Ex-soldier left humiliated after assistance dog barred from Edinburgh flight

Neil Marshall pictured with his special assistance dog, Arbhair. Picture: Jon Savage
Neil Marshall pictured with his special assistance dog, Arbhair. Picture: Jon Savage
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A former soldier suffering from post traumatic stress disorder (PTSD) was left humiliated after his special assistance dog was refused on a flight from Edinburgh.

Neil Marshall, 47, with pet comrade Arbhair was due to fly to Bristol when Easyjet staff blocked boarding to the three-year-old English springer spaniel.

A former Royal Engineer and bomb disposal expert, Mr Marshall has struggled with the mental illness for years and finds it difficult to cope with crowds.

Arbhair – pronounced Ar-vair – the first Partner Animal Life Skills dog in Scotland, accompanies Mr Marshall everywhere, including on trips which could trigger his PTSD, to keep him calm and offer support. The pair have flown with the airline many times before with no issues. But staff at the Easyjet boarding gate refused to let them on the flight causing

Head of training at charity Veterans for Dogs, who had helped train Arbhair, Kirsten Dillon was fortunately travelling with the pair and was able to step in.

“If I hadn’t been there the impact on Neil would have been catastrophic. He would have frozen, he wouldn’t have known what to do, he may have become reactive,” she said. “After an event like that Neil will take days and days to recover.” Kirsten said it was imperative Easyjet train their staff across the board, including handling agents. “In this situation Easyjet told the handling agents that they ‘don’t speak to passengers’,” Kirsten said. “They need to understand that mental health dogs are legitimate – they are not emotional support dogs, they are probably more highly trained than physical support dogs and as a trainer of both I can say so.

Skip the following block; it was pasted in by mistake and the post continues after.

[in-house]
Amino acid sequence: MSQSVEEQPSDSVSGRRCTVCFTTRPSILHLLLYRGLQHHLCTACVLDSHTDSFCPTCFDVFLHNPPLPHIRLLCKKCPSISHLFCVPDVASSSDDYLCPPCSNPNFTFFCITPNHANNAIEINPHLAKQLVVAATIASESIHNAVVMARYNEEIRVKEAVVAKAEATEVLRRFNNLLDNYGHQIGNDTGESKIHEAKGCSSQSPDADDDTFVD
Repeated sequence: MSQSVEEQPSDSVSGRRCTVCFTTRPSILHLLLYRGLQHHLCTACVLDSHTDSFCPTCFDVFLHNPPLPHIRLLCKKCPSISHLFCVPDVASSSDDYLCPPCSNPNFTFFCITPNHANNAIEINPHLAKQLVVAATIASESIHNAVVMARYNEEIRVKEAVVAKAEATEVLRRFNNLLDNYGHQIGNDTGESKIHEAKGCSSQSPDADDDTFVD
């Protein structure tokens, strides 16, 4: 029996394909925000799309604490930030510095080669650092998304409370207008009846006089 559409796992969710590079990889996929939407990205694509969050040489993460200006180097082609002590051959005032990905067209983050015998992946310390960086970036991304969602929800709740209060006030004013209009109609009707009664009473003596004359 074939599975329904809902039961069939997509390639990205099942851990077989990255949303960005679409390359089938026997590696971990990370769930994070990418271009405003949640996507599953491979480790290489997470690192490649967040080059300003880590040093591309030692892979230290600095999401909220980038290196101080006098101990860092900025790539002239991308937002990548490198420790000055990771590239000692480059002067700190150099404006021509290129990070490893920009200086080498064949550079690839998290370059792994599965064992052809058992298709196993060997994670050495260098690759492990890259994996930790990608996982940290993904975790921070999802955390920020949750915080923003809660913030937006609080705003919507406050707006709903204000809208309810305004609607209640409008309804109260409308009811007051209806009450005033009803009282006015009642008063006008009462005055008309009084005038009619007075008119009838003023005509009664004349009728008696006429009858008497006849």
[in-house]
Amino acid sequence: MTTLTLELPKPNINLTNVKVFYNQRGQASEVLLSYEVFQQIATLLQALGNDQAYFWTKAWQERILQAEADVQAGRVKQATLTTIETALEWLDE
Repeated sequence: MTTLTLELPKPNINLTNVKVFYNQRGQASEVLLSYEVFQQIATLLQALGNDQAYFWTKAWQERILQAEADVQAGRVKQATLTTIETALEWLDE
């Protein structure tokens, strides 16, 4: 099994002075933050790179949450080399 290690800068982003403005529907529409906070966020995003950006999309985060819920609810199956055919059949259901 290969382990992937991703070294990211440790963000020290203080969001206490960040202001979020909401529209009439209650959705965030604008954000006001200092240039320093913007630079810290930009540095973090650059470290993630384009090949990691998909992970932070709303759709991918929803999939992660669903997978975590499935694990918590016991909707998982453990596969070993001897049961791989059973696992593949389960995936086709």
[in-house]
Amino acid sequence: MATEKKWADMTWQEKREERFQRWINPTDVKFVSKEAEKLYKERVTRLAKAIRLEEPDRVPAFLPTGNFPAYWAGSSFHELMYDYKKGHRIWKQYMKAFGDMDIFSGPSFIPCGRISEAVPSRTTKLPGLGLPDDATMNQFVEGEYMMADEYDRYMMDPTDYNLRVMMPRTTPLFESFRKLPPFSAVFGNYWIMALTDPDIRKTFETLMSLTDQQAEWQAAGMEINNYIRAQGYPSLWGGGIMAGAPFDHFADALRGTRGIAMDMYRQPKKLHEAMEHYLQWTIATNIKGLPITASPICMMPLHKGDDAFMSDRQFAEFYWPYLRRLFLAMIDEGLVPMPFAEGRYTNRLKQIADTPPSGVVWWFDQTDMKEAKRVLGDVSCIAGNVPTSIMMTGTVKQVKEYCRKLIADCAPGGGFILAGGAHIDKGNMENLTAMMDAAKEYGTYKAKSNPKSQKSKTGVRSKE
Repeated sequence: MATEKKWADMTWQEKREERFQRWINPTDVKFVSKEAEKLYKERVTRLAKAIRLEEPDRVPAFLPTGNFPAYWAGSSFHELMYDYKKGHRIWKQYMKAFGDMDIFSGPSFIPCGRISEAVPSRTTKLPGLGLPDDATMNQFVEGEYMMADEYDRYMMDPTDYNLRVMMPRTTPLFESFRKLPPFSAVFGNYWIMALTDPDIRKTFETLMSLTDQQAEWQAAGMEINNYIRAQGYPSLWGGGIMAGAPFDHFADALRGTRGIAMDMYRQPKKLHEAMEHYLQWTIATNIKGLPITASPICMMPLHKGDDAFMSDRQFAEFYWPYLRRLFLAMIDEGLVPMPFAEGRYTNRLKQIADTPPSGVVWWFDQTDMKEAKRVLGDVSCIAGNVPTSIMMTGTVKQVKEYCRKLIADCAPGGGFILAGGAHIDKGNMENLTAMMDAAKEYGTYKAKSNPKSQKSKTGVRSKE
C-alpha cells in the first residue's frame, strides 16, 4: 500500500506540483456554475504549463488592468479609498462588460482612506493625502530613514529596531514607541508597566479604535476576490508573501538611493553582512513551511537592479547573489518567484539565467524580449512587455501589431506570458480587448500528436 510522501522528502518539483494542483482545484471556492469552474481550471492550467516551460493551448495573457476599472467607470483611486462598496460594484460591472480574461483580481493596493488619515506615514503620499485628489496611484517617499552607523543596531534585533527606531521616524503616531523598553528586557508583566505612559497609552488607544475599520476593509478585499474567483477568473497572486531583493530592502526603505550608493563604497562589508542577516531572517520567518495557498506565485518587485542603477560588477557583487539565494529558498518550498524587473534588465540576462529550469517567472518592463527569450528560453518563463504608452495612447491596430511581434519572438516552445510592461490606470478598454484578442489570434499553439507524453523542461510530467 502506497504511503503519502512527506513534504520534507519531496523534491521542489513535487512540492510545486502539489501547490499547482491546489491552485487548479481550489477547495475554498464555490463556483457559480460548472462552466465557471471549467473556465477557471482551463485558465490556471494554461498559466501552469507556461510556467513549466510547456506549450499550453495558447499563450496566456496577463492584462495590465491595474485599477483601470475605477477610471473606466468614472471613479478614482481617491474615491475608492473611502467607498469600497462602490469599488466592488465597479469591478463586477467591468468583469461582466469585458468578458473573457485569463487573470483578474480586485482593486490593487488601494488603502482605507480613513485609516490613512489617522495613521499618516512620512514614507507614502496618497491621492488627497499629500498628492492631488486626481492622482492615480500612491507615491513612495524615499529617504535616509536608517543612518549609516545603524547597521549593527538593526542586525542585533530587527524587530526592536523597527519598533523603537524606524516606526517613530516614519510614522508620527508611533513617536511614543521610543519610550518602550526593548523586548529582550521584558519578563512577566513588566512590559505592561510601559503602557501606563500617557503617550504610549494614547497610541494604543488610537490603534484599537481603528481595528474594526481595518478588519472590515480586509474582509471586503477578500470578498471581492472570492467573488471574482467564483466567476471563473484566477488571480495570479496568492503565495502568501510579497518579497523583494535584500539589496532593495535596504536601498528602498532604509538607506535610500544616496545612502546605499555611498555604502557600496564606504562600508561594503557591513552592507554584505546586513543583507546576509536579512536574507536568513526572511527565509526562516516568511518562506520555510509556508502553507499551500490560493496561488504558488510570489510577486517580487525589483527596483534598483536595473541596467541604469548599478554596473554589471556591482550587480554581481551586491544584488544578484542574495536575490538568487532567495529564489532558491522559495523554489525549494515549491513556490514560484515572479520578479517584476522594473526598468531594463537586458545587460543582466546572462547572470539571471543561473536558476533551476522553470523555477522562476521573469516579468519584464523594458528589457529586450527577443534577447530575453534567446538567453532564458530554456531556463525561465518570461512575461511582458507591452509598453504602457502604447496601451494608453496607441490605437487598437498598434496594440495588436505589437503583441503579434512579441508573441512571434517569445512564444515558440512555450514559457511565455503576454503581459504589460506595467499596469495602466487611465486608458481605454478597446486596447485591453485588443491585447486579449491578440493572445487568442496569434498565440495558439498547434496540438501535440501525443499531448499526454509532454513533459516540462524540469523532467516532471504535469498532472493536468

“These assistance dogs are dealing with a person’s anxieties. When you say they save lives, it is a literal meaning – guys will speak openly about their dogs interrupting suicide attempts.”

Neil, who served for 12 years including tours in Bosnia also has a head injury affecting his short term memory and speech. He added: “Easyjet had been quite easy to work with up until then and I was left shaken. Luckily Kirsten was there – she had to deal with it because I would have been unable to process the information and what was going on.”

An Easyjet spokeswoman said: “In line with CAA guidelines, the carriage of guide dogs on aircraft is strictly controlled and so these dogs must be trained by accredited assistance dog organisations to be in the aircraft cabin with their owner. As Veterans With Dogs works with an accredited organisation Mr Marshall should have been able to travel.